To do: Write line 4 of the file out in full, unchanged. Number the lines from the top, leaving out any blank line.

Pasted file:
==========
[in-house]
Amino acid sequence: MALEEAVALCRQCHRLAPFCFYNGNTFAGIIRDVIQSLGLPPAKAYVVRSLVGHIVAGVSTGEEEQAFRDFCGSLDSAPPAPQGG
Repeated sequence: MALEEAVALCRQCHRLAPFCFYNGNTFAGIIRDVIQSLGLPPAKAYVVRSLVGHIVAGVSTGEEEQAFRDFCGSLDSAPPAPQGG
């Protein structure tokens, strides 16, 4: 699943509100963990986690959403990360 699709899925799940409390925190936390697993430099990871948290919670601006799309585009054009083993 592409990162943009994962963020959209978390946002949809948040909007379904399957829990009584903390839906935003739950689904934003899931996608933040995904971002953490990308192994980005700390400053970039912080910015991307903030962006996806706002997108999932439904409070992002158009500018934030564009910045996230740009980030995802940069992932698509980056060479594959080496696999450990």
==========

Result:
């Protein structure tokens, strides 16, 4: 699943509100963990986690959403990360 699709899925799940409390925190936390697993430099990871948290919670601006799309585009054009083993 592409990162943009994962963020959209978390946002949809948040909007379904399957829990009584903390839906935003739950689904934003899931996608933040995904971002953490990308192994980005700390400053970039912080910015991307903030962006996806706002997108999932439904409070992002158009500018934030564009910045996230740009980030995802940069992932698509980056060479594959080496696999450990």